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A step toward useful biomarkers for depression? Wouldn't that be great?
That was my reaction when I got word of a paper just out in the journal Molecular Psychiatry. It found that in a small pilot study, a test of nine biological measures — or "biomarkers" — in a patient's blood, including levels of stress hormones and inflammation, could determine whether they were depressed with nearly 92% accuracy. (See a full list of biomarkers and details of the results below.)
You may scoff at my excitement. Who needs biomarkers? After all, you might say, how hard is it to tell if someone is depressed? They're miserable. They can't get out of bed or can't sleep or can't eat. Not rocket science.
My response: No, that's not rocket science. But if there's one thing psychiatry desperately needs and has been seeking for decades, it's the biological markers of mental illness — the kind of reliable, lab-testable signatures that so many physical diseases have, and that could be used for better diagnoses and perhaps even to help decide which treatments to prescribe. The new study calls biomarker tests "the 'holy grail' of Psychiatry."
The paper's findings are just a first step and need to be replicated and confirmed among more subjects before there's even any question of using them in the clinic. But I asked to speak with the study's lead author, Dr. George Papakostas of Massachusetts General Hospital, because the findings made me wonder this: What does it mean that you can pretty much nail major depression using nine biomarkers? And that those markers measure oddly disparate processes like inflammation and the birth of new neurons and stress hormones and metabolism? Do we have, in effect, a sort of a recipe for depression, and if so, what does it tell us about what the darkness of depression is?
Dr. Papakostas is an associate professor of psychiatry at Harvard Medical School and director of treatment-resistant depression studies at Mass. General. First, his important disclaimer about the state of the research: Yes, he said, the paper's findings are promising but this was only an initial pilot study, so people "should get excited but should not panic."
It's good that his team "knows what they do not know," he said, and is well aware of how their findings should not be translated: "What this shouldn't do is invalidate patients' experiences, or invalidate clinicians' impressions," he said. "What this shouldn’t do is, if a patient shows up with all the signs and symptoms of depression needing treatment, but the test is negative, then the insurance company says, 'We won’t pay.' Or the patient is disabled from depression, is receiving disability benefits, and they’re cut off because it’s a negative test."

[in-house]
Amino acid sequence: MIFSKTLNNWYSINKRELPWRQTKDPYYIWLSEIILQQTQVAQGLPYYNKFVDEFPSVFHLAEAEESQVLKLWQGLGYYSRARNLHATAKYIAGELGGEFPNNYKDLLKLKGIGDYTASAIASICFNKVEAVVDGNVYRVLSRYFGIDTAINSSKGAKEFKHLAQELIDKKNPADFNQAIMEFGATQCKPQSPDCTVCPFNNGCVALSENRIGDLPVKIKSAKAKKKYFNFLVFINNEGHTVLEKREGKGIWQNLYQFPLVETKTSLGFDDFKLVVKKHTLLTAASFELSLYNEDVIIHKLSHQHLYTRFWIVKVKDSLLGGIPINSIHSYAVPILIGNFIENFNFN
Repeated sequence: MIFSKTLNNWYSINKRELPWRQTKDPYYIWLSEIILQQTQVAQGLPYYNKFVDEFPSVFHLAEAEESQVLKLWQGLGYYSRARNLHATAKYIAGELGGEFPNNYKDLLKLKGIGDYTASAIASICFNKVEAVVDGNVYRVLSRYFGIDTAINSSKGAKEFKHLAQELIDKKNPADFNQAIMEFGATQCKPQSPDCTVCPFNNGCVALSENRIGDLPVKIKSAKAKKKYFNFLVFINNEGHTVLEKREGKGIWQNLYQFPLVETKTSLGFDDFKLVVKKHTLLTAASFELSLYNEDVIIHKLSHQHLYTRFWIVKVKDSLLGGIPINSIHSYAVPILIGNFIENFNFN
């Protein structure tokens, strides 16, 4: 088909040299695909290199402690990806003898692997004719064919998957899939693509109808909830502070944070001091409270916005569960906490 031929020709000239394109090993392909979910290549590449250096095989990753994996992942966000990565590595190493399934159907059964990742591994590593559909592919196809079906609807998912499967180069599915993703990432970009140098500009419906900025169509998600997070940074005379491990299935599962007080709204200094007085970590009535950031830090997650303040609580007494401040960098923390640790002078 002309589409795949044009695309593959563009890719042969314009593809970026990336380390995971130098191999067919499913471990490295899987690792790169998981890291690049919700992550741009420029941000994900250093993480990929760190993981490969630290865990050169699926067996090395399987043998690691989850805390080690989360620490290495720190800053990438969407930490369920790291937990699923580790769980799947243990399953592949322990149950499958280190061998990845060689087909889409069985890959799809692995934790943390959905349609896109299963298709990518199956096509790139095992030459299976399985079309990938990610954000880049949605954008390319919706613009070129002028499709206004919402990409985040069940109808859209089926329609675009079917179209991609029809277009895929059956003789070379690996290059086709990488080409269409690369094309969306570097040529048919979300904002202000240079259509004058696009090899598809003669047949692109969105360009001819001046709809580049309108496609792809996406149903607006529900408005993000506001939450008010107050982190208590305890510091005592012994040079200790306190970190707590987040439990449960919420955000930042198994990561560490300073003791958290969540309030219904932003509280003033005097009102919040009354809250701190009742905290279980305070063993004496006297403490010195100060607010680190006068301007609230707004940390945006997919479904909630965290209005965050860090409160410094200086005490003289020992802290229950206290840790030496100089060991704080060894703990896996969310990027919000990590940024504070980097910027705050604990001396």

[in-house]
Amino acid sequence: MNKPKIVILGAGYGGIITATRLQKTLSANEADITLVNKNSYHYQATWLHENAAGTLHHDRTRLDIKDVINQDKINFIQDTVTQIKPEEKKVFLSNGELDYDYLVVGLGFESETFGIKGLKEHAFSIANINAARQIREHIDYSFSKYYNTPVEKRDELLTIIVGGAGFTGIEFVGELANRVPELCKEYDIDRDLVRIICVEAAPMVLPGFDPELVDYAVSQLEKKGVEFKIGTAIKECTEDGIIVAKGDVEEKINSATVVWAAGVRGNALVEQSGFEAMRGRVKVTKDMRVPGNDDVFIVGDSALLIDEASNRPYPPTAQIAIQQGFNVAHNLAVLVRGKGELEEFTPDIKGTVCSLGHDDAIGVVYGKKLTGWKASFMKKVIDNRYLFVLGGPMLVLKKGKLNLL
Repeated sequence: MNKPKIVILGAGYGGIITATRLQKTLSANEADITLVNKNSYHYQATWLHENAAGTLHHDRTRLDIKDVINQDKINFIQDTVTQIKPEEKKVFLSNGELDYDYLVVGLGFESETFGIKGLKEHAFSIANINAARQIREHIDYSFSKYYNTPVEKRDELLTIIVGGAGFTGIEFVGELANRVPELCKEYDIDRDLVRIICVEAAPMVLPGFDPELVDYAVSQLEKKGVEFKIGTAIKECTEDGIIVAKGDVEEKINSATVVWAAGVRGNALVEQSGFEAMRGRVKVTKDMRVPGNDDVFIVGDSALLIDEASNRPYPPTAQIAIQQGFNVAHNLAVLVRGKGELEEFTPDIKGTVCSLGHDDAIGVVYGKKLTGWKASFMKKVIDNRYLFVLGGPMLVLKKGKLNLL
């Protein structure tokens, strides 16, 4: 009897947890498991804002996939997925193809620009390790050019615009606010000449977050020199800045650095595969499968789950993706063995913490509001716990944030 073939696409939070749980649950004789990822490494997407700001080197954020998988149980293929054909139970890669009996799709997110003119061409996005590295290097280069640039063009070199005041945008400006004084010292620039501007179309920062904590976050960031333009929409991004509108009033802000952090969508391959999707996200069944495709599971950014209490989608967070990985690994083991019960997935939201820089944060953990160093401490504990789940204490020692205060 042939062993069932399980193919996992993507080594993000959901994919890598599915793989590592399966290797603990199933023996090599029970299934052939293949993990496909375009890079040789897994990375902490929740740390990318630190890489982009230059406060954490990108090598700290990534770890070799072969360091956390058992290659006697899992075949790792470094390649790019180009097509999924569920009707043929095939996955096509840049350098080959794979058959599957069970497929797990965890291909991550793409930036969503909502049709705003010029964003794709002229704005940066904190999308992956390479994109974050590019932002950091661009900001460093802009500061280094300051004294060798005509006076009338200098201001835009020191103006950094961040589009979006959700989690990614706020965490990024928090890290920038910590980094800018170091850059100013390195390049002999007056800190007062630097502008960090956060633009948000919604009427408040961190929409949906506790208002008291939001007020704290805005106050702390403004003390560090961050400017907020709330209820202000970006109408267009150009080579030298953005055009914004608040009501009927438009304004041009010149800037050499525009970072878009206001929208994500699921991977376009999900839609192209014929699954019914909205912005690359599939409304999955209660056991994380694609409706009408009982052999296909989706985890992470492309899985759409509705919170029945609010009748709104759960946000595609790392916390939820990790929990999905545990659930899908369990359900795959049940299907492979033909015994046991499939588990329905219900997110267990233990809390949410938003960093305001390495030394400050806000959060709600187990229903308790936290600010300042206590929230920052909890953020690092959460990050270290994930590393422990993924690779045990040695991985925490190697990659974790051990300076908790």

Potential positive uses of the test, he said, include perhaps distinguishing between depression and bipolar disorder; helping physicians who are on the fence about a diagnosis and can't quickly get a second opinion; and confirming the diagnosis for the relatively rare patients who "feel the need to see things in a test. They say, 'I understand I have depression and of course I see the need for treatment, but I just wish there were something biologically you could show me that removes any doubt that it's just me being sensitive.'"
[module align="right" width="half" type="pull-quote"]'What this shouldn't do is invalidate patients' experiences, or invalidate clinicians' impressions.'[/module]
Now for my question: The paper describes decades of frustration in the search for useful depression biomarkers, spikes of hope that petered into disappointment. Researchers thought the the key might be molecules known as catecholamines, which include that famed brain chemical of pleasure and addiction, dopamine. But no. Might it be cortisol, which is linked to stress? No, or perhaps only in some patients. Or brain-derived neurotrophic factor, which has been linked to the birth of new neurons in the brain known as neurogenesis? Another no.
None of those leads has panned out individually, but the nine-measure test incorporates all of them. So is depression, then, some sort of convergence of chemical badness?
"I think this really reinforces the idea that depression is mult-factorial, and that there are several common final pathways, but that you can’t really speak of one major risk factor for depression. It’s basically a minor contribution from many different things — perhaps with the exception of chronic inflammation, where it's actually a moderate contribution.
It really speaks to the fact that it’s very difficult to map a certain process to the outcome of depression, just because of the many factors that are required."